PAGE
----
President of the Bahamas Hotel Managerial Association Obie Ferguson said yesterday he is seeking roughly $5 million for the 91 managers at the Grand Lucayan resort who have decided to take voluntary separation packages (VSEPs).
Ferguson, who is the lead negotiator for the managerial staff, said the association and the board of Lucayan Renewal Holdings Ltd., which is chaired by attorney Michael Scott, are at an impasse.
“[Scott] said there is no need to come here (to Freeport) because we accept the terms, but when we got the offer, the offer [was] not acceptable,” Ferguson said during a press conference.
“They would’ve voted unanimously. The workers voted unanimously against what was put forth by the Lucayan Renewal Holdings Ltd.”
When asked yesterday about the amount requested by the association, Scott toldThe Nassau Guardian, “That’s not happening.”
Lucayan Renewal is a special purpose vehicle tasked with running the property and preparing it for sale.
In January, the managers requested over $4 million in VSEPs, while the offer from the board was around $3.2 million.
Ferguson told The Nassau Guardian that the board’s latest offer was $3.1 million.
The board has agreed to pay out severance for each year up to 12 years maximum, despite some employees working in excess of those years.
However, Ferguson said that is not good enough.
“We’re not asking for anything different,” he said.
“They don’t want to be treated less than the unions in Nassau.”
Scott said, “There is no agreement between the hotel and the management of the union; therefore the whole process is flawed.”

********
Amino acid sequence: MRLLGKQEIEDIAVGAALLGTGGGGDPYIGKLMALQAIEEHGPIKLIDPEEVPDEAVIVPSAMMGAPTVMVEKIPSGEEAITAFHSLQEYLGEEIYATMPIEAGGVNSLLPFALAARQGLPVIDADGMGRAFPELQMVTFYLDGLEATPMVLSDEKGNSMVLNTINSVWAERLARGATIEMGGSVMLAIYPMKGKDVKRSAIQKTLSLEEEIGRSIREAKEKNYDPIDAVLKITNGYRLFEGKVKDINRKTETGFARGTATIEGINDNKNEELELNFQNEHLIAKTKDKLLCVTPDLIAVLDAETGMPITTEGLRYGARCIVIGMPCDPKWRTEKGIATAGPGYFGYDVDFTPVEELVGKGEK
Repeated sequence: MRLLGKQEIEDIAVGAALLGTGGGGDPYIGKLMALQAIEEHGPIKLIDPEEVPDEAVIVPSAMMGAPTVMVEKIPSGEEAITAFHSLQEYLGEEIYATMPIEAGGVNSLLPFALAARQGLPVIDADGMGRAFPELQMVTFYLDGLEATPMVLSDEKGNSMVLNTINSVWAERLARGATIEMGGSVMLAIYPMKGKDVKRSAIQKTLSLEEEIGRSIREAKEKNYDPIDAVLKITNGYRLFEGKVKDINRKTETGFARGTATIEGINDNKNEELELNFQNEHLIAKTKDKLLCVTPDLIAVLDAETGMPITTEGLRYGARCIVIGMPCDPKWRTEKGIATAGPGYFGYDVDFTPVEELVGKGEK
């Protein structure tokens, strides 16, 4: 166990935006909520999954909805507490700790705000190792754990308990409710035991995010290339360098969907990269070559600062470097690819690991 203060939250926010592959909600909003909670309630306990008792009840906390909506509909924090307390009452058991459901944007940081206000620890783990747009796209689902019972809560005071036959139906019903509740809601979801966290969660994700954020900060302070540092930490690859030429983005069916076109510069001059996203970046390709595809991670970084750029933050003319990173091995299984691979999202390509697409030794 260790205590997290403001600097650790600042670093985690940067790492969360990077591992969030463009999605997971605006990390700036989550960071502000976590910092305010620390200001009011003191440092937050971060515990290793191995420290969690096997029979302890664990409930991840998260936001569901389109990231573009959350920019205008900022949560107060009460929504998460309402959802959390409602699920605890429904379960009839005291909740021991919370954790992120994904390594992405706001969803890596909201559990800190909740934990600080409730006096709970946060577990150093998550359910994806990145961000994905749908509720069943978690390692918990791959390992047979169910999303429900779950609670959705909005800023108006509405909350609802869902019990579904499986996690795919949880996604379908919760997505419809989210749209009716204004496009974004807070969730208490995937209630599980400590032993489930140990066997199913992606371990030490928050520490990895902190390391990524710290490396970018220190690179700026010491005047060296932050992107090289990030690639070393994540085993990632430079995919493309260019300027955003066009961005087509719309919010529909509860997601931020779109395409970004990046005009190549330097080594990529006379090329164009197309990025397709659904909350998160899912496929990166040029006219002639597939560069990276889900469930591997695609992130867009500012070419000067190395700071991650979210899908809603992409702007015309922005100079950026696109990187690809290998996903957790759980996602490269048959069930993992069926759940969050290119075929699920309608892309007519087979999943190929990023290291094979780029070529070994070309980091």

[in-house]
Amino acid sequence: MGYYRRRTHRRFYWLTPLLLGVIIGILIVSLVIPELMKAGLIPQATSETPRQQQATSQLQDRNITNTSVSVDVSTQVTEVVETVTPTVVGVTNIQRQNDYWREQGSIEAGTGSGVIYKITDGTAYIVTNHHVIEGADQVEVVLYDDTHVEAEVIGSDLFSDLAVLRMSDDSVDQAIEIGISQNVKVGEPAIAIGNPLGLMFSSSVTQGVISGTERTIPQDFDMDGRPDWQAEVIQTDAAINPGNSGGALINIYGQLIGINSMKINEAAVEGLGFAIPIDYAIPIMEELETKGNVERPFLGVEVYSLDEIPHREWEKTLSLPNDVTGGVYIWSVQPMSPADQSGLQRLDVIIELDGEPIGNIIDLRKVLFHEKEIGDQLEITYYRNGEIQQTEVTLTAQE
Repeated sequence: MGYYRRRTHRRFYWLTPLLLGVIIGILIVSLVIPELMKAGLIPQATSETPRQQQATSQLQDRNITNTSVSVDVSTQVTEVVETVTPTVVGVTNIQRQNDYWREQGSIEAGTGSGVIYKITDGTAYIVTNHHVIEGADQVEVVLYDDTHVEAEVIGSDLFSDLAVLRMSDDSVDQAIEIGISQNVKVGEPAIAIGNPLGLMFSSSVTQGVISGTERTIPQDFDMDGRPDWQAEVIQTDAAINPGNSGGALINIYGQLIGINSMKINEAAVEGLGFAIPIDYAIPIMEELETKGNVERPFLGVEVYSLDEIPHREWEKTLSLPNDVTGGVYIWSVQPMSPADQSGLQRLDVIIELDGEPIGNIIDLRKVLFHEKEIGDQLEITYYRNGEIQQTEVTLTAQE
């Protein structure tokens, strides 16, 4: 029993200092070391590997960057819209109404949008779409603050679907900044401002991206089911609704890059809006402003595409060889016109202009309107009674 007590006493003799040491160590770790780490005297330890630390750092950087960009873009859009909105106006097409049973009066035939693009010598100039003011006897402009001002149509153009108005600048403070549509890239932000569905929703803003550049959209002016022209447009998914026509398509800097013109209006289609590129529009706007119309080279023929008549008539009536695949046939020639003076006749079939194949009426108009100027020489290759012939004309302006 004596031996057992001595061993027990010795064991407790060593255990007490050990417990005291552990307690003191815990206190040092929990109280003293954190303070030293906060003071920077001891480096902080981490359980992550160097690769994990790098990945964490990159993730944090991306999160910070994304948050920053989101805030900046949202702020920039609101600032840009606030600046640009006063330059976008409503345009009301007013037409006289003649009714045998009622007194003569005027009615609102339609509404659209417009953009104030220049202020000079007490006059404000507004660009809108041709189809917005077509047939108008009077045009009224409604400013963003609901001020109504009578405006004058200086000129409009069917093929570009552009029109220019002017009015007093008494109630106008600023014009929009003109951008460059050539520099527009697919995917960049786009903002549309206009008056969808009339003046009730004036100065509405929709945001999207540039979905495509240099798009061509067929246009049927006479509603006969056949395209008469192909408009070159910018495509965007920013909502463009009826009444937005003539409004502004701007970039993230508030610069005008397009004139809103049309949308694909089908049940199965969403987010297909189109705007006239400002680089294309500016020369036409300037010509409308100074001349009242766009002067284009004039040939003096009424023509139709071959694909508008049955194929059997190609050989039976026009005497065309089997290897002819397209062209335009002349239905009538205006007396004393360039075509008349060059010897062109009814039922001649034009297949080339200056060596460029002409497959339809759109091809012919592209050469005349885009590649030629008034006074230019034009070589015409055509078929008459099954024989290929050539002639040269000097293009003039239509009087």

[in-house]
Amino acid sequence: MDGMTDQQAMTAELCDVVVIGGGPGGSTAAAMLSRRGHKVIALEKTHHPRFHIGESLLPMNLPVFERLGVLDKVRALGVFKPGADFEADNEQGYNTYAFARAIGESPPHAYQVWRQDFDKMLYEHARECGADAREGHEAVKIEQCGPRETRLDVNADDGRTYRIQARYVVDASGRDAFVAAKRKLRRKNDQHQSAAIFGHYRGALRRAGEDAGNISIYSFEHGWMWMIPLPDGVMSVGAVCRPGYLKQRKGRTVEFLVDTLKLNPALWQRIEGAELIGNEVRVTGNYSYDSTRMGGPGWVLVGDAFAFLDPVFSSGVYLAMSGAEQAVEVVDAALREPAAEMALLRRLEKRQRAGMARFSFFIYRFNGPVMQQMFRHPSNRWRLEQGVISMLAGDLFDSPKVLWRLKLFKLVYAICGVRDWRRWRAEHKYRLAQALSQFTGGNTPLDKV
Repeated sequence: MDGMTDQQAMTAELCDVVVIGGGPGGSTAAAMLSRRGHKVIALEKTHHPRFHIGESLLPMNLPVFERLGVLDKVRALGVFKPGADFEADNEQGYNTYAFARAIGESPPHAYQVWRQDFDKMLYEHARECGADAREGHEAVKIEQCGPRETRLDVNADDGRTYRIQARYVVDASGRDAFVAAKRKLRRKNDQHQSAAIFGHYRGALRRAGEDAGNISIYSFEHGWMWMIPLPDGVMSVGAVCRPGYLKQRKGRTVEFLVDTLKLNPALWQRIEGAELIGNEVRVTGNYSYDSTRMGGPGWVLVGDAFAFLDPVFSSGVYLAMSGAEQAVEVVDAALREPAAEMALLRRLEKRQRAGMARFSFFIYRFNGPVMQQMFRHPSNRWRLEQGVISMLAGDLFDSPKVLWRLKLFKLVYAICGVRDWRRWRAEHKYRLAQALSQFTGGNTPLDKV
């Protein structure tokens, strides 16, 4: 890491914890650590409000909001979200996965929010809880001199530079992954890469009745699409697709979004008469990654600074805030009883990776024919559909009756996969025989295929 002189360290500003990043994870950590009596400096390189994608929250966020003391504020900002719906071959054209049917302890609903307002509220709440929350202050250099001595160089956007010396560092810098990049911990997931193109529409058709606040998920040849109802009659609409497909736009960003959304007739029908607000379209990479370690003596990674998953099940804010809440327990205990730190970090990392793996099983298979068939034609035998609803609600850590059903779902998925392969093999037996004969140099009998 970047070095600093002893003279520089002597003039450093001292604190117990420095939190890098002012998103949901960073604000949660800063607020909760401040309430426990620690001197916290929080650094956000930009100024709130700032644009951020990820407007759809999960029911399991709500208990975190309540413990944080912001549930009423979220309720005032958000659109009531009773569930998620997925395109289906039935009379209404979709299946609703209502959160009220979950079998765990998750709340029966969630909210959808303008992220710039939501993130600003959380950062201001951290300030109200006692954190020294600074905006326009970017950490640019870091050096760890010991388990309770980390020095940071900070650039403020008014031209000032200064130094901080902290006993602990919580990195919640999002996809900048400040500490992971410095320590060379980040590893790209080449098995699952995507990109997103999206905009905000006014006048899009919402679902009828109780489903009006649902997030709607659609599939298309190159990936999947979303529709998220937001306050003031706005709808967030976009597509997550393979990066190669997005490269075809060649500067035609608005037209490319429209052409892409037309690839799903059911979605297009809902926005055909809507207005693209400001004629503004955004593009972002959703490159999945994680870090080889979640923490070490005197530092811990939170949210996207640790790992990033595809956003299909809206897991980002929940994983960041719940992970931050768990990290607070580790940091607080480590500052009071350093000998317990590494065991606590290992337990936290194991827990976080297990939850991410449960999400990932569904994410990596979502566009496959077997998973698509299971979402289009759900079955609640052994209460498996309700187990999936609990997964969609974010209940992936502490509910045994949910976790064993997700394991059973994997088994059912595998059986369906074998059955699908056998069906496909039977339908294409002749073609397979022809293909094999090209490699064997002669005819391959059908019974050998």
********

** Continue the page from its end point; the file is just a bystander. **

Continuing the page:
The association and the board met at the Industrial Tribunal in Freeport in an attempt “to sort that out,” according to Ferguson.
He said the judge requested Lucayan Renewal Holdings Ltd. to present the association with a breakdown of how it arrived at the roughly $3.1 million offer.
Ferguson said he hopes the issue is addressed before the next tribunal hearing on March 20.
The government purchased the resort for $65 million with $30 million paid upfront.
Following the purchase, more than 200 employees applied for VSEPs.
The Grand Lucayan resort had approximately 400 employees.
In February, 150 line staff at the resort received their payouts.
The Guardian understands that they received approximately $3.2 million.
Last month, Minister of Tourism Dionisio D’Aguilar said, “My first focus was to get the line staff behind me. Now, I’m bringing a focus to the management and I will commence in earnest trying to bring some resolution to that next week.”
Education: Goldsmith, University of London, MA in Race, Media and Social Justice
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